2. The appellant contends in this application that pending the hearing of the appeal he should be released on bail. Now, the practice in this Court as also in many of the High Courts has been not to release on bail a person who has been sentenced to life imprisonment for an offence under section 302 of the Indian penal Code. The question is whether this practice should be departed from and if so, in what circumstances. It is obvious that no practice howsoever sanctified by usage and hallowed by time can be allowed to prevail if it operates to cause injustice. Every practice of the Court must find its ultimate justification in the interest of justice. The practice not to release on bail a person who has been sentenced to life imprisonment was evolved in the High Courts and in this Court on the basis that once a person has been found guilty and sentenced to life imprisonment, he should not be let loose, so long as his conviction and sentence are not set aside, but the underlying postulate of this practice was that the appeal of such person would be disposed of within a measurable distance of time, so that if he is ultimately found to be innocent, he would not have to remain in jail for an unduly long period. The rationale of this practice can have no application where the Court is not in a position to dispose of the appeal for five or six years. It would indeed be a travesty of justice to keep a person in jail for a period of five or six years for an offence which is ultimately found not to have been committed by him. Can the Court ever compensate him for his incarceration which is found to unjustified? Would it be just at all for the Court to tell a person : "We have admitted your appeal because we think you have a prima facie case, but unfortunately we have no time to hear your appeal for quite a few years and, therefore, until we hear your appeal, you must remain in jail, even though you may be innocent?" What confidence would such administration of justice inspire in the mind of the public? It may quite conceivably happen, and it has in fact happened in a few cases in this Court, that a person may serve out his full term of imprisonment before his appeal is taken up for hearing. Would a judge not be overwhelmed with a feeling of contrition while acquitting such a person after hearing the appeal? Would it not be an affront to his sense of justice? Of what avail would the acquittal be to such a person who has already served out his term of imprisonment or at any rate a major part of it? It is, therefore, absolutely essential that the practice which this Court has been following in the past must be reconsidered and so long as this Court is not in a position to hear the appeal of an accused within a reasonable period of time, the Court should ordinarily, unless there are cogent grounds for acting otherwise, release the accused on bail in cases where special leave has been granted to the accused to appeal against his conviction and sentence.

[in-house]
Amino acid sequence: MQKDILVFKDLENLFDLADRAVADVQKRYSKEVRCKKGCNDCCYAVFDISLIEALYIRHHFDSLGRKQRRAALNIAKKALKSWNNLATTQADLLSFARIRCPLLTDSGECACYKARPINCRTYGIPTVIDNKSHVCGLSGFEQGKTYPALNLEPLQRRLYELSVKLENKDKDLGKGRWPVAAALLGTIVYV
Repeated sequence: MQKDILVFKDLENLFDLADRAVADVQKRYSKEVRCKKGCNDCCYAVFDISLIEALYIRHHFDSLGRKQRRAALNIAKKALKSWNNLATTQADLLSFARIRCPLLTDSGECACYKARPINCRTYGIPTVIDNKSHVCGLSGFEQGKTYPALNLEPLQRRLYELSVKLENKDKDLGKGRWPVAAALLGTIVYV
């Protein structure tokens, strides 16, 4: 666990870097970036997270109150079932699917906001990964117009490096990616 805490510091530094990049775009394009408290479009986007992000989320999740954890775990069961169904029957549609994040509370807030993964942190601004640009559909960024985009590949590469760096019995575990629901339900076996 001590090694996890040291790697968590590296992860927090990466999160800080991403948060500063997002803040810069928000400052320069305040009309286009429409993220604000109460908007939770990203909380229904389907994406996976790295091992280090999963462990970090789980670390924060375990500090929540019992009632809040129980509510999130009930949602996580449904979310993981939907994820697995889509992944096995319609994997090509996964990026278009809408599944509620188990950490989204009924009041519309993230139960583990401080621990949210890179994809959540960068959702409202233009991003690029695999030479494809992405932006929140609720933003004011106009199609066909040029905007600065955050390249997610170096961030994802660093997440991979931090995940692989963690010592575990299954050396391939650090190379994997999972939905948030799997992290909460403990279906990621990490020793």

(b) Akhtari Bi (Smt) v. State of Madhya Pradesh, 2001 4 SCC 355.